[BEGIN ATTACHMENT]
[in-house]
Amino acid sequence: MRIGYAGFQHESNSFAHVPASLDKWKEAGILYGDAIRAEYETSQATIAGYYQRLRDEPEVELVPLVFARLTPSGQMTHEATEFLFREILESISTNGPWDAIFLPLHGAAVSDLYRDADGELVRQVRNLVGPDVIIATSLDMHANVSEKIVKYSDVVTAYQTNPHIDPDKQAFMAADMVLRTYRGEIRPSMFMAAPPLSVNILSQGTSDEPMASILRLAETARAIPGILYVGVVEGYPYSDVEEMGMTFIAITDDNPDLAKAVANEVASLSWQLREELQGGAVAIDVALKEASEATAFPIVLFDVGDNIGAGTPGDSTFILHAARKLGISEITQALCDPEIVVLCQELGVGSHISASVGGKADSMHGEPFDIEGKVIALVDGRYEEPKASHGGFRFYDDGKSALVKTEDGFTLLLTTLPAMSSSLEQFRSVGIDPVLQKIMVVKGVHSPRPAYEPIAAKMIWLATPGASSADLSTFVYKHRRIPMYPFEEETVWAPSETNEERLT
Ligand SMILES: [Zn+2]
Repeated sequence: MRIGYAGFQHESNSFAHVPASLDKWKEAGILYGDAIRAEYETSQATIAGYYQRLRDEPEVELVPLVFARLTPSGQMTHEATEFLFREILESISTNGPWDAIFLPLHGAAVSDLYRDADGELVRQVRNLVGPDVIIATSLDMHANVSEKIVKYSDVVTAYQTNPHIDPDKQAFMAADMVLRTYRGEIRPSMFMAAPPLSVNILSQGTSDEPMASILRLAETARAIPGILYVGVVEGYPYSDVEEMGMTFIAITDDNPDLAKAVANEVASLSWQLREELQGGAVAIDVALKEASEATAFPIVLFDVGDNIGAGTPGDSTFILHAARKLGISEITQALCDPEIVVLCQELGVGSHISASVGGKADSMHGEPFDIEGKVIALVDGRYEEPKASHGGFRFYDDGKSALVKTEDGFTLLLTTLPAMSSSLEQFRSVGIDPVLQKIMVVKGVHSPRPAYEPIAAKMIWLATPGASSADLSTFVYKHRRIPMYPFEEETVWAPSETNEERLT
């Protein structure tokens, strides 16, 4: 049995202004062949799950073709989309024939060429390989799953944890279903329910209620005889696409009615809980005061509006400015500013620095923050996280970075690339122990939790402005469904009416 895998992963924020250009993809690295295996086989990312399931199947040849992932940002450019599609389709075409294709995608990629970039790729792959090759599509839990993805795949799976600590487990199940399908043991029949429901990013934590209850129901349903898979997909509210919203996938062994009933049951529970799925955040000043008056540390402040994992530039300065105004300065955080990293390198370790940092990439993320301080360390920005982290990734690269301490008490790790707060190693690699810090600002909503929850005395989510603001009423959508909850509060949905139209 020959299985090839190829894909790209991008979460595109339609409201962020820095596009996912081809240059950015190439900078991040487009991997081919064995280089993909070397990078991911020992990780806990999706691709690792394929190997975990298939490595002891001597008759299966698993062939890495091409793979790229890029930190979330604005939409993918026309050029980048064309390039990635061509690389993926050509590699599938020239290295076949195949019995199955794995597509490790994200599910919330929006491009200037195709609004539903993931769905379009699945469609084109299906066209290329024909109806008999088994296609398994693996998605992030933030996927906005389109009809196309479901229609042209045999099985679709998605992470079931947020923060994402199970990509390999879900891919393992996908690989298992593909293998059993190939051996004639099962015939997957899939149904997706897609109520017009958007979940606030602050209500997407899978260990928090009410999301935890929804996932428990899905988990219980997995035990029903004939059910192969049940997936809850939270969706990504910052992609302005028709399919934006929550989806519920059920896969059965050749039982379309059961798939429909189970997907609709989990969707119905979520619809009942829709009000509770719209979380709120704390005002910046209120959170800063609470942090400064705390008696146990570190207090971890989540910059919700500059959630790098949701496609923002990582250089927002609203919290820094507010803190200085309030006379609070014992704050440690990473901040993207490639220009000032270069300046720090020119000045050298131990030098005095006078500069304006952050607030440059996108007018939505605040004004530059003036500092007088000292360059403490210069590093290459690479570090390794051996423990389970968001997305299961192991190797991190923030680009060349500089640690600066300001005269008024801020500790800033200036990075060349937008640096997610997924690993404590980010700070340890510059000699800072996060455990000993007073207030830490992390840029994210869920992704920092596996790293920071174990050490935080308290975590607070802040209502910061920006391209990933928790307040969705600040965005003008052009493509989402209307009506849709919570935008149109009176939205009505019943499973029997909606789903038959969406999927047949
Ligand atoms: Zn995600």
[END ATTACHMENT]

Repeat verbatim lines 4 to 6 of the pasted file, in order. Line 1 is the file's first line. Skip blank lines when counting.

Repeated sequence: MRIGYAGFQHESNSFAHVPASLDKWKEAGILYGDAIRAEYETSQATIAGYYQRLRDEPEVELVPLVFARLTPSGQMTHEATEFLFREILESISTNGPWDAIFLPLHGAAVSDLYRDADGELVRQVRNLVGPDVIIATSLDMHANVSEKIVKYSDVVTAYQTNPHIDPDKQAFMAADMVLRTYRGEIRPSMFMAAPPLSVNILSQGTSDEPMASILRLAETARAIPGILYVGVVEGYPYSDVEEMGMTFIAITDDNPDLAKAVANEVASLSWQLREELQGGAVAIDVALKEASEATAFPIVLFDVGDNIGAGTPGDSTFILHAARKLGISEITQALCDPEIVVLCQELGVGSHISASVGGKADSMHGEPFDIEGKVIALVDGRYEEPKASHGGFRFYDDGKSALVKTEDGFTLLLTTLPAMSSSLEQFRSVGIDPVLQKIMVVKGVHSPRPAYEPIAAKMIWLATPGASSADLSTFVYKHRRIPMYPFEEETVWAPSETNEERLT
């Protein structure tokens, strides 16, 4: 049995202004062949799950073709989309024939060429390989799953944890279903329910209620005889696409009615809980005061509006400015500013620095923050996280970075690339122990939790402005469904009416 895998992963924020250009993809690295295996086989990312399931199947040849992932940002450019599609389709075409294709995608990629970039790729792959090759599509839990993805795949799976600590487990199940399908043991029949429901990013934590209850129901349903898979997909509210919203996938062994009933049951529970799925955040000043008056540390402040994992530039300065105004300065955080990293390198370790940092990439993320301080360390920005982290990734690269301490008490790790707060190693690699810090600002909503929850005395989510603001009423959508909850509060949905139209 020959299985090839190829894909790209991008979460595109339609409201962020820095596009996912081809240059950015190439900078991040487009991997081919064995280089993909070397990078991911020992990780806990999706691709690792394929190997975990298939490595002891001597008759299966698993062939890495091409793979790229890029930190979330604005939409993918026309050029980048064309390039990635061509690389993926050509590699599938020239290295076949195949019995199955794995597509490790994200599910919330929006491009200037195709609004539903993931769905379009699945469609084109299906066209290329024909109806008999088994296609398994693996998605992030933030996927906005389109009809196309479901229609042209045999099985679709998605992470079931947020923060994402199970990509390999879900891919393992996908690989298992593909293998059993190939051996004639099962015939997957899939149904997706897609109520017009958007979940606030602050209500997407899978260990928090009410999301935890929804996932428990899905988990219980997995035990029903004939059910192969049940997936809850939270969706990504910052992609302005028709399919934006929550989806519920059920896969059965050749039982379309059961798939429909189970997907609709989990969707119905979520619809009942829709009000509770719209979380709120704390005002910046209120959170800063609470942090400064705390008696146990570190207090971890989540910059919700500059959630790098949701496609923002990582250089927002609203919290820094507010803190200085309030006379609070014992704050440690990473901040993207490639220009000032270069300046720090020119000045050298131990030098005095006078500069304006952050607030440059996108007018939505605040004004530059003036500092007088000292360059403490210069590093290459690479570090390794051996423990389970968001997305299961192991190797991190923030680009060349500089640690600066300001005269008024801020500790800033200036990075060349937008640096997610997924690993404590980010700070340890510059000699800072996060455990000993007073207030830490992390840029994210869920992704920092596996790293920071174990050490935080308290975590607070802040209502910061920006391209990933928790307040969705600040965005003008052009493509989402209307009506849709919570935008149109009176939205009505019943499973029997909606789903038959969406999927047949
Ligand atoms: Zn995600």